The Cowboy and the Indians (1949)

68 or 70 mins | Western | September 1949

Director:

John English

Producer:

Armand Schaefer

Cinematographer:

Bill Bradford

Editor:

Henry Batista

Production Designer:

Harold MacArthur

Production Company:

Gene Autry Productions
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HISTORY

The song "Here Comes Santa Claus" became a Christmas "perennial." This film marked the first time that Jay Silverheels and Clayton Moore appeared together. They later starred in the television program The Lone Ranger ... More Less

The song "Here Comes Santa Claus" became a Christmas "perennial." This film marked the first time that Jay Silverheels and Clayton Moore appeared together. They later starred in the television program The Lone Ranger . More Less

SOURCE CITATIONS
SOURCE
DATE
PAGE
Box Office
17 Dec 1949.
---
Hollywood Reporter
11 Mar 49
p. 10.
Hollywood Reporter
25 Mar 49
p. 11.
Motion Picture Herald Product Digest
5 Nov 50
p.
Variety
2 Nov 49
p. 22.
CAST
PRODUCTION CREDITS
NAME
PARENT COMPANY
PRODUCTION COMPANY
DISTRIBUTION COMPANY
NAME
CREDITED AS
CREDIT
DIRECTORS
Asst dir
PRODUCER
WRITERS
PHOTOGRAPHY
Dir of photog
ART DIRECTOR
FILM EDITOR
Film ed
SET DECORATOR
Set dec
MUSIC
Mus supv
SOUND
SOURCES
SONGS
"One Little Indian Boy," words and music by Robert Bilder
"America," lyrics by Samuel Francis Smith, music by Henry Carey
"Silent Night, Holy Night" words by Joseph Mohr, English words, anonymous, music by Franz Gruber. "Here Comes Santa Claus," words and music by Gene Autry and Oakley Haldeman.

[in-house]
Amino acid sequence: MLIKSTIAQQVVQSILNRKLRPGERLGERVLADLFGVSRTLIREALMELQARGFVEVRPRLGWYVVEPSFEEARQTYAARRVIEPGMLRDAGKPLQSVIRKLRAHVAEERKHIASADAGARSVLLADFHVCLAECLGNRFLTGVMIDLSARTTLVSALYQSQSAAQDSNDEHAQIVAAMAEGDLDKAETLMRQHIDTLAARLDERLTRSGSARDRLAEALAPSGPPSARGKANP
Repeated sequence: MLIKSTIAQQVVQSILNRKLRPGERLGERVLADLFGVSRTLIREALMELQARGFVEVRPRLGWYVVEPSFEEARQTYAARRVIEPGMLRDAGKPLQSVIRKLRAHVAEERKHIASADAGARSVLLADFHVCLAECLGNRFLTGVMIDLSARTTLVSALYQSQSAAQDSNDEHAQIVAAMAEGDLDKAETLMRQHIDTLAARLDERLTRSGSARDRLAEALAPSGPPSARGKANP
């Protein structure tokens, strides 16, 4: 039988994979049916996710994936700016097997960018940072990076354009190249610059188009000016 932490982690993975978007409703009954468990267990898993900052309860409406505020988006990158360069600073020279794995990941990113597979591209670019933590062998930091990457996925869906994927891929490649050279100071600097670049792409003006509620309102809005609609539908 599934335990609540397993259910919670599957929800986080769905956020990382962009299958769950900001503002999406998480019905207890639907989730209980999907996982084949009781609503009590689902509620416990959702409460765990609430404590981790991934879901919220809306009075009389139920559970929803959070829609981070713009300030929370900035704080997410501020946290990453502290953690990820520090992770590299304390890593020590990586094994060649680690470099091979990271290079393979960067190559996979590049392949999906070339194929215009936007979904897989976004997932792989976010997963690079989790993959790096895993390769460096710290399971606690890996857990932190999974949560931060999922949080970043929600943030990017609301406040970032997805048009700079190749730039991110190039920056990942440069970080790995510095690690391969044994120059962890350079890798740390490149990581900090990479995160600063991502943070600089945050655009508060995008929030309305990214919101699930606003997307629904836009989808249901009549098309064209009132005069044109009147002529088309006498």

DETAILS
Release Date:
September 1949
Production Date:
14 March--28 March 1949
Copyright Claimant:
Gene Autry Productions
Copyright Date:
30 September 1949
Copyright Number:
LP2668
Physical Properties:
Sound
RCA Sound System
Black and White
Duration(in mins):
68 or 70
Country:
United States
PCA No:
13748
Passed by NBR:
No
SYNOPSIS

At the Bar B Ranch, new owner Gene Autry is angry when he discovers that nearby Indians are grazing sheep on his land. He sets out to complain to Chief Long Arrow, but when he arrives on the reservation, he learns that One Mary, the chief's aging relative, is very ill. Concerned, Gene brings her to the trading post and summons a doctor. At the trading post, Gene stops the proprietor, "Smiley" Martin, from cheating Lakohna, an Indian. Then, over Martin's objections, Gene brings One Mary into the post to wait for the doctor. When Nan Palmer, the doctor, arrives, she determines that One Mary is suffering from malnutrition. Gene is shocked by the news and decides to allow the Indians to continue grazing their herds on his land. From Long Arrow's grandson Rona, Gene learns that the Indians do not get enough to eat. Later, Gene encounters Nan at the schoolhouse and helps her inoculate the children. As a favor to Nan, Gene brings medicine to Broken Arm at the reservation. There, he tries to stop some men claiming to be government agents from taking Broken Arm's sheep away from him, but they manage to drive the sheep over a cliff to their deaths. Later, the men are revealed to be cohorts of Martin, who are trying to force Broken Arm's wife Lucy to sell a priceless blanket, but Henderson, the head of the Indian Bureau, refuses to jail them unless he has solid proof that they are harming the Indians. Gene asks Bob Collins, a reporter, to write an expose for the paper, but Bob is not interested in ... +